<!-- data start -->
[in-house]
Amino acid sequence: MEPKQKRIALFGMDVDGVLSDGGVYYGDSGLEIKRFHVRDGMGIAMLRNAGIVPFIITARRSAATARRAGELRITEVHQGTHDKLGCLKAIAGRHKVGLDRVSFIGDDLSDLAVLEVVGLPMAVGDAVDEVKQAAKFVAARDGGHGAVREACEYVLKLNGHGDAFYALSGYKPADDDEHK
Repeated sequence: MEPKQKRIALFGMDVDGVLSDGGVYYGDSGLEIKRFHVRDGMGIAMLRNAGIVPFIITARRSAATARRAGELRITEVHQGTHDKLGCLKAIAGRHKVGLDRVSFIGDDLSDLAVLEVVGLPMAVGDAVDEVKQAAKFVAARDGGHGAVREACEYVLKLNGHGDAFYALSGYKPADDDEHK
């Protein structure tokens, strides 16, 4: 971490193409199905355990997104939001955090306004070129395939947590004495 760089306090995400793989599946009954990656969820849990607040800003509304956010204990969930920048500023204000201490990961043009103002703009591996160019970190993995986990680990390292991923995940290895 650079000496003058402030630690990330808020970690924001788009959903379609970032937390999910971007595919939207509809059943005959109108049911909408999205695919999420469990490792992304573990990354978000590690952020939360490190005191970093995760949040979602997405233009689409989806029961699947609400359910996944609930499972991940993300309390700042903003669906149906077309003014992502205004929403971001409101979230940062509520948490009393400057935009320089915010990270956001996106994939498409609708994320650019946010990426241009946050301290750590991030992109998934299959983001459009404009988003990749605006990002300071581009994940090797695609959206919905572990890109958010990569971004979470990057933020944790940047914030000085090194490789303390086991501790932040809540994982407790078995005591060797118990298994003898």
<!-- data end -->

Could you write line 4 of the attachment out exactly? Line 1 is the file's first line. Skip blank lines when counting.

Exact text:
């Protein structure tokens, strides 16, 4: 971490193409199905355990997104939001955090306004070129395939947590004495 760089306090995400793989599946009954990656969820849990607040800003509304956010204990969930920048500023204000201490990961043009103002703009591996160019970190993995986990680990390292991923995940290895 650079000496003058402030630690990330808020970690924001788009959903379609970032937390999910971007595919939207509809059943005959109108049911909408999205695919999420469990490792992304573990990354978000590690952020939360490190005191970093995760949040979602997405233009689409989806029961699947609400359910996944609930499972991940993300309390700042903003669906149906077309003014992502205004929403971001409101979230940062509520948490009393400057935009320089915010990270956001996106994939498409609708994320650019946010990426241009946050301290750590991030992109998934299959983001459009404009988003990749605006990002300071581009994940090797695609959206919905572990890109958010990569971004979470990057933020944790940047914030000085090194490789303390086991501790932040809540994982407790078995005591060797118990298994003898």